Travel can be exhilarating, and for children, it can help broaden their horizons while making amazing memories that last a lifetime. For some parents, traveling with their child can seem a little intimidating, if not downright worrisome.

What if your child gets sick? What if they can’t handle flying or driving for long periods of time? What if they become disinterested? What about safety and finding the necessary services? The list of questions and concerns can go on and on, robbing you of countless hours of sleep!

Yet most experienced travelers will tell you that traveling with your children can be a wonderful experience for you both! There are also a few things you can do to help prepare for a successful adventure and minimize potential problems to let both you and your child have a low-stress travel experience.

The Pediatric Group can provide you with a number of foreign travel services at a scheduled foreign travel visit. These include review of your itinerary, analysis on the CDC website of current risks and requirements for travel, review of your child’s vaccine history, administration of necessary vaccines including typhoid (we do not carry Japanese encephalitis or yellow fever vaccines), prescribing medication for treating infections, motion sickness, altitude sickness or Malaria, counseling about what to avoid and how to protect yourself, and history and physical exam to make sure your child is healthy enough to travel.

In addition, we have advice about:

  • Avoiding dogs/caves (bats) because of risk of Rabies in developing countries
  • Sun protection
  • Altitude adjustment and sickness
  • Drinking bottle water only, and only eating cooked vegetables and fruits you peel yourself, and avoiding ice
  • Insect precautions

In addition, The Pediatric Group recommends the following tips for traveling with children.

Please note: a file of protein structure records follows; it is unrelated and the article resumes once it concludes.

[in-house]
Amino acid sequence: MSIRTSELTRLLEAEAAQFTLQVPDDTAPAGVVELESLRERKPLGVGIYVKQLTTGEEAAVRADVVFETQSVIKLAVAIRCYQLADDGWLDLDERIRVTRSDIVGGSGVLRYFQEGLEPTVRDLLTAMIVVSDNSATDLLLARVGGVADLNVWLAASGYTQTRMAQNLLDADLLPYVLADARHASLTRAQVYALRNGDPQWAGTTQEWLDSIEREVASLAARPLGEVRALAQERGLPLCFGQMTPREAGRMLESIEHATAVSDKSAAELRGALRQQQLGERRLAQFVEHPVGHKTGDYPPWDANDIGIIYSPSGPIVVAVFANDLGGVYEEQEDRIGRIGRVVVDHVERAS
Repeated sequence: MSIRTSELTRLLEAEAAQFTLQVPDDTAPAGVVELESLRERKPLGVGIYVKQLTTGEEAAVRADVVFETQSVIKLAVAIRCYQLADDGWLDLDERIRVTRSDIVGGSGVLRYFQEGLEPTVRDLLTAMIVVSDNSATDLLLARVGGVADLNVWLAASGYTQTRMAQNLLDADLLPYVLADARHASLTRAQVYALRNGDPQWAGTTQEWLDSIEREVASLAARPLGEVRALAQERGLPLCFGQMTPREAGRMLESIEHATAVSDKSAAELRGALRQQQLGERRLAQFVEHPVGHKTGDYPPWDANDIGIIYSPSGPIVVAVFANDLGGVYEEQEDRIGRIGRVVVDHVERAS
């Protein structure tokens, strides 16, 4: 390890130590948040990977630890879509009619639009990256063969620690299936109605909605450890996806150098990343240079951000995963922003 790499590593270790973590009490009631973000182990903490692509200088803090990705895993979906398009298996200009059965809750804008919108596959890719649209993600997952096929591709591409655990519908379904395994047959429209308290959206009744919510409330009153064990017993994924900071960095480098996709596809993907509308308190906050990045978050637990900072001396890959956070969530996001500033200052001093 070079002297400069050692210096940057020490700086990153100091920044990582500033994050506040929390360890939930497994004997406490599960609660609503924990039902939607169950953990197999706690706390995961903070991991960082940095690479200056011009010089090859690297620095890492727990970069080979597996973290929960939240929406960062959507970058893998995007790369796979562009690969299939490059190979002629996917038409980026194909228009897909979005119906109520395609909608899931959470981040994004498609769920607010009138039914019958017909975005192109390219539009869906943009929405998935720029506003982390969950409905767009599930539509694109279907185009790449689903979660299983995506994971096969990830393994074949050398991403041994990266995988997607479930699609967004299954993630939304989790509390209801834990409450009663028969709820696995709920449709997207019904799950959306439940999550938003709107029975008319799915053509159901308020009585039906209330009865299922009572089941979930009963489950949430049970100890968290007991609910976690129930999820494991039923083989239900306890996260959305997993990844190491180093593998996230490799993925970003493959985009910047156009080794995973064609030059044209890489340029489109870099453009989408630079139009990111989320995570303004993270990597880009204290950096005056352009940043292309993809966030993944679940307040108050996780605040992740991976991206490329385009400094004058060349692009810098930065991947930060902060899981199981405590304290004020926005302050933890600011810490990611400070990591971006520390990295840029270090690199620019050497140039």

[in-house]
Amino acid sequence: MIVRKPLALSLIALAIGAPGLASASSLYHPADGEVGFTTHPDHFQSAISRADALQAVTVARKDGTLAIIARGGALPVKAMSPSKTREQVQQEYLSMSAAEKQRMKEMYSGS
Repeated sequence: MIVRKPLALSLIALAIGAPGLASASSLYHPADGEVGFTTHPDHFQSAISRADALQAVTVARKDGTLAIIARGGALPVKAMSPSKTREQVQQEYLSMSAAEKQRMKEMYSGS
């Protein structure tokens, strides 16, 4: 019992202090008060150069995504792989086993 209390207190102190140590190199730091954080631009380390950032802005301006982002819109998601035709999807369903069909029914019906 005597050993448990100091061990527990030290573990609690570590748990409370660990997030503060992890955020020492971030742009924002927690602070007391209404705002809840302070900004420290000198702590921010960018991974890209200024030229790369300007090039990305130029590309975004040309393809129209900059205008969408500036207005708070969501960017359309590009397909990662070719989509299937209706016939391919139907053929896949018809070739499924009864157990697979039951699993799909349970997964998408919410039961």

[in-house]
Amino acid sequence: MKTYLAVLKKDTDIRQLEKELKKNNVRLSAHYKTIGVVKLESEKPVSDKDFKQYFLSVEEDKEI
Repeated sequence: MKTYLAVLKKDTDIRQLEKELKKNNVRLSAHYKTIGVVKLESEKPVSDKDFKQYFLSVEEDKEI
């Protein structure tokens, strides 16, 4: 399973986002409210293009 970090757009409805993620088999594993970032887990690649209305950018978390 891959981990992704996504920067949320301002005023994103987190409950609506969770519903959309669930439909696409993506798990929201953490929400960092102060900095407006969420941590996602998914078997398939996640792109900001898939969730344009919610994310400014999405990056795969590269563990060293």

Make Sure Vaccinations Are Up To Date

Different countries can have different vaccination requirements. This is especially true in certain parts of the world where specific diseases are more prevalent. It’s best to consult with your physician at least 4 weeks in advance of planning a foreign vacation. Some vaccinations need to be given sufficient time for your body to build up the proper level of immunity.

It can also help to check with the Centers for Disease Control and Prevention. Their website includes information on foreign diseases like hepatitis, yellow fever, and other dangerous pathogens that you might need to prepare for, or need additional boosters to help prevent infection.

Frequent Hand Washing And Hand Sanitize

At home and school hand washing is a routine part of your child’s life. When you travel abroad, the chances are higher that there are germs you and your child’s immune system are not fully familiar with. Frequently washing your hands, especially after touching or manipulating public objects will help reduce the chances of germs getting you or your family sick.

Keeping a small container of hand sanitizer with you at all times can also help kill germs in a situation where soap and water might not be readily available.

Develop Healthy Eating And Sleeping Habits Before Traveling

Eating right, getting exercise, and making sure that you are getting enough sleep, are key pillars in maintaining a healthy body. Developing these healthy habits before you travel will help ensure that you and your child keep them while you are away from home. It can also help your body fight off any germs you might encounter.

Chew Gum Or Eat Food While Flying